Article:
Nautilus

No, You Can’t Feel Sorry for Everyone

The world seems to be getting more empathetic. Americans donate to charity at record rates. People feel the pain of suffering in geographically distant countries brought to our attention by advances in communications and transportation. Violence, seen on historical timescales, is decreasing.

The great modern humanitarian project of expanding the scope of our empathy to include the entire human race seems to be working. Our in-group (those we choose to include in our inner circle and to spend our energies on) is growing, and our out-group (everybody else) shrinking. But there’s a wrinkle in this perfect picture: Our instinctive tendency to categorize the world into “us” and “them” is difficult to overcome. It is in our nature to favor helping in-group members like friends, family, or fellow citizens, and to neglect or even punish out-group members. Even as some moral circles expand, others remain stubbornly fixed, or even contract: Just think of Democrats and Republicans, Sunnis and Shiites, Duke and North Carolina basketball fans.

Us and Them: Sometimes, punishment of an out-group is taken to colorful

Estás leyendo una vista previa, regístrate para leer más.

Más de Nautilus

Nautilus7 min. leídos
Paradox Is Illuminating the Black Hole: How reconciling opposites is driving the science of black holes forward.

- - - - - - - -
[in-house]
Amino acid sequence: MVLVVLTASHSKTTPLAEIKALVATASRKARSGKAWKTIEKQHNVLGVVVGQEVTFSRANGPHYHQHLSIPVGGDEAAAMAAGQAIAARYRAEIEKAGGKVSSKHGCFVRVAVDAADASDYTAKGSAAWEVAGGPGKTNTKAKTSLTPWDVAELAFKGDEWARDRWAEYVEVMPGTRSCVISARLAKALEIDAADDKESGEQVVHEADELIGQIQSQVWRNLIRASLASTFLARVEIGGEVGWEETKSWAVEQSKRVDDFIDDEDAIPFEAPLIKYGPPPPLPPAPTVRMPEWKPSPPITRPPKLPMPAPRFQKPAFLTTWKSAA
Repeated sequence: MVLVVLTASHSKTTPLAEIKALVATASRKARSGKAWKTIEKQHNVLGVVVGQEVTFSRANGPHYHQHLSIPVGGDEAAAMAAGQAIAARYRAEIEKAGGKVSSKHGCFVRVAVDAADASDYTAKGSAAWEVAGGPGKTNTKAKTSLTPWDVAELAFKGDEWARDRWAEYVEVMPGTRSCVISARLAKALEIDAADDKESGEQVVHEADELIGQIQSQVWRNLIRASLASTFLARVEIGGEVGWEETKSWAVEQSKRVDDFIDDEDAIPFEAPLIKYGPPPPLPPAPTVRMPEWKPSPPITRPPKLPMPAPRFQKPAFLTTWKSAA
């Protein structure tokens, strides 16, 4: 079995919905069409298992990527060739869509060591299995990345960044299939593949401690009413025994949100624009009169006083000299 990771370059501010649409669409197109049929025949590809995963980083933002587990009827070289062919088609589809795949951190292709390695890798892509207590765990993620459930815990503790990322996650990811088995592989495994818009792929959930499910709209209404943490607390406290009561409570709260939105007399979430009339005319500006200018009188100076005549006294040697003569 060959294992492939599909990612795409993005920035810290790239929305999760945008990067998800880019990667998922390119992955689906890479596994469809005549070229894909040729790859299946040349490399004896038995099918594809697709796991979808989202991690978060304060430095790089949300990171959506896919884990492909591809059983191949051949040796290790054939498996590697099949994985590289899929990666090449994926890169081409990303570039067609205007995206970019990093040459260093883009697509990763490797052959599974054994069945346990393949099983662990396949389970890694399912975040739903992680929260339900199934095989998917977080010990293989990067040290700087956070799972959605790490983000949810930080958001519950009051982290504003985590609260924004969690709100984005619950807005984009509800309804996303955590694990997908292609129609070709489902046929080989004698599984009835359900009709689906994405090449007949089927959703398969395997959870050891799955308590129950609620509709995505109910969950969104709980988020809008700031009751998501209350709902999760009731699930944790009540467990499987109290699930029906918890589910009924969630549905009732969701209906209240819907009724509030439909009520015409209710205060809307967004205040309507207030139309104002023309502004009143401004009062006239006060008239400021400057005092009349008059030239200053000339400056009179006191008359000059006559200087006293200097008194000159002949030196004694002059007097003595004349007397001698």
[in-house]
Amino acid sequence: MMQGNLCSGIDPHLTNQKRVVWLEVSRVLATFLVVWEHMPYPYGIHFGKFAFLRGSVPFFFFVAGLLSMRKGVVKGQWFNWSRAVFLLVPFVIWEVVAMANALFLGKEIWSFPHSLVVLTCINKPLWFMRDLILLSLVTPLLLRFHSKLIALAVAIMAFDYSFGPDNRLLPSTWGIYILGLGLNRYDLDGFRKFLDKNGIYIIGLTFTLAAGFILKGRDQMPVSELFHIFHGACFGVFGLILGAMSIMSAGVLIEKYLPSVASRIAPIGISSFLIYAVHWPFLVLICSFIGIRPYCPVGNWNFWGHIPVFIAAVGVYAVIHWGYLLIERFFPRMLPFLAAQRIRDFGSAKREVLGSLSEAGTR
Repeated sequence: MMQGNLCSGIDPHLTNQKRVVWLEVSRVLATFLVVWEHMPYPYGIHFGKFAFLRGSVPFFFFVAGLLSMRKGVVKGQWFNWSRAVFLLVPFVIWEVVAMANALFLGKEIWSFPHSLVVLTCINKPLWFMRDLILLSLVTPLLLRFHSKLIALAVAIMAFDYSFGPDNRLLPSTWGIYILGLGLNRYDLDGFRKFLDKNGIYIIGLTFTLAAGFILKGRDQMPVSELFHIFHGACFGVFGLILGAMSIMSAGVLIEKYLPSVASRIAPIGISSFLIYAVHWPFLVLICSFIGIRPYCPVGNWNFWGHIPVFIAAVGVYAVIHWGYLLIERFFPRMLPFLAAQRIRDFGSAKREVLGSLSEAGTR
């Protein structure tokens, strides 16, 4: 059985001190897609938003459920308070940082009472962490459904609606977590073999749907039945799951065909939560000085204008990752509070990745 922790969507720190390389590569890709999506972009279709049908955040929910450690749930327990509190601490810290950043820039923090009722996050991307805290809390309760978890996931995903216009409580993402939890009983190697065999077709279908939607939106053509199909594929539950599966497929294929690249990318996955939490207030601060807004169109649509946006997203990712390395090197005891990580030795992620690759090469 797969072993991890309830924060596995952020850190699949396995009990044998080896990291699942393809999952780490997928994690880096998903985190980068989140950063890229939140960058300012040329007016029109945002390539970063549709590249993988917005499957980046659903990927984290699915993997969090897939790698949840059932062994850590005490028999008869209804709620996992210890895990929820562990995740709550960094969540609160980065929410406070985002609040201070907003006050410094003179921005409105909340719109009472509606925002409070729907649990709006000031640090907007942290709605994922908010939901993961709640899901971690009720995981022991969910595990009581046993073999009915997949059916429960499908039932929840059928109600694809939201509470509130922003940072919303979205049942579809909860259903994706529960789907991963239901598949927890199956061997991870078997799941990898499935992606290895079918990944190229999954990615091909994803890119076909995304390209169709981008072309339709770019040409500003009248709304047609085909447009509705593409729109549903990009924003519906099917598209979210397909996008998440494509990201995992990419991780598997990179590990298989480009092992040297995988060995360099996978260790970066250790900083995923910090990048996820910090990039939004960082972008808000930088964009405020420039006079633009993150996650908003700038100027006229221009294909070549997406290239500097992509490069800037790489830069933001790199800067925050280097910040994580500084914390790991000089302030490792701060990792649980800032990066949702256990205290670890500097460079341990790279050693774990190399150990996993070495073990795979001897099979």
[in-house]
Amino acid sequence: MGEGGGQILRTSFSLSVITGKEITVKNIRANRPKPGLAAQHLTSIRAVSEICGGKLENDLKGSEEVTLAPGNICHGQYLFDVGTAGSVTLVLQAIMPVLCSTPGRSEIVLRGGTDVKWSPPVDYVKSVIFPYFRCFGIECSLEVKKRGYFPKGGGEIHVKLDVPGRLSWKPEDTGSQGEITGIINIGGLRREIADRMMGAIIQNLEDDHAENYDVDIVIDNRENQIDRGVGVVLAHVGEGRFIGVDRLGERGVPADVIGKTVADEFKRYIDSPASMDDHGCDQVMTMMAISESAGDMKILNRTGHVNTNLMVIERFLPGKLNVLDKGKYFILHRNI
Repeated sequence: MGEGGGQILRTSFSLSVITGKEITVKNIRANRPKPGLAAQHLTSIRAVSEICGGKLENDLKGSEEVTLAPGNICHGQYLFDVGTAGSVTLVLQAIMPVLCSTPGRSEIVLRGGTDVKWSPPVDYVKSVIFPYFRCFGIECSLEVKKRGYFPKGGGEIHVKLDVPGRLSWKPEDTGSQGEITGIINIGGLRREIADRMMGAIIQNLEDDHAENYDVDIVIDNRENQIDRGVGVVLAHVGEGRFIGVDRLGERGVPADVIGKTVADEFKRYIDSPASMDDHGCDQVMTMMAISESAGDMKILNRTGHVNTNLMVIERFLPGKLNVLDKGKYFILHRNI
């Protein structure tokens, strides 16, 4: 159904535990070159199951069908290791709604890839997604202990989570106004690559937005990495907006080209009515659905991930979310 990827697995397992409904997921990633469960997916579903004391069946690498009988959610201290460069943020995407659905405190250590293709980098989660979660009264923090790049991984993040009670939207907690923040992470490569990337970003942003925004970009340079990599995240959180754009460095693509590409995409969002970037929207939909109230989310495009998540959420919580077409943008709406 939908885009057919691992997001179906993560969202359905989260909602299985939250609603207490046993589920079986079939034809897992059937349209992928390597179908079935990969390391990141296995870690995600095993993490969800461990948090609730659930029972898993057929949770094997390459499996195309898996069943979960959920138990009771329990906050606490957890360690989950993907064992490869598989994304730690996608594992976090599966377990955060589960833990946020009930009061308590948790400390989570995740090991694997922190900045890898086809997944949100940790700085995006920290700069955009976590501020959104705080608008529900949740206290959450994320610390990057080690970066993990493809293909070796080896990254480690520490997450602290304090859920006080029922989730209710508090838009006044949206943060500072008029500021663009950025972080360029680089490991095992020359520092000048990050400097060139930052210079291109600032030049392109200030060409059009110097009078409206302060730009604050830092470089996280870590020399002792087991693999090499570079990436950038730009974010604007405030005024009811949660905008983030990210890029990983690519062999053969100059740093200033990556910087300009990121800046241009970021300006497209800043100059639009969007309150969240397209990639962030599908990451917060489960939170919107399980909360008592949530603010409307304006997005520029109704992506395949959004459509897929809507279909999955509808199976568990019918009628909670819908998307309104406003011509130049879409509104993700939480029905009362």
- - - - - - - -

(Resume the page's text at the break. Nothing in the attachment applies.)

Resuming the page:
This essay is one of the five winners in the 2019 writing competition held by the Black Hole Initiative at Harvard University. “The Black Hole Initiative offers a unique environment for thinking about the topic of black holes more creatively and comp
Nautilus6 min. leídos
In Quantum Games, There’s No Way to Play the Odds
Reprinted with permission from Quanta Magazine’s Abstractions blog. In the 1950s, four mathematically minded U.S. Army soldiers used primitive electronic calculators to work out the optimal strategy for playing blackjack. Their results, later publish
Nautilus9 min. leídos
The Beckoning of the Ice Worlds: We’ve been looking for life on Earth-like planets. Will Europa teach us better?
I have seen the future of space exploration, and it looks like a cue ball covered with brown scribbles. I am talking about Europa, the 1,940-mile-wide, nearly white, and exceedingly smooth satellite of Jupiter. It is an enigmatic world that is, in m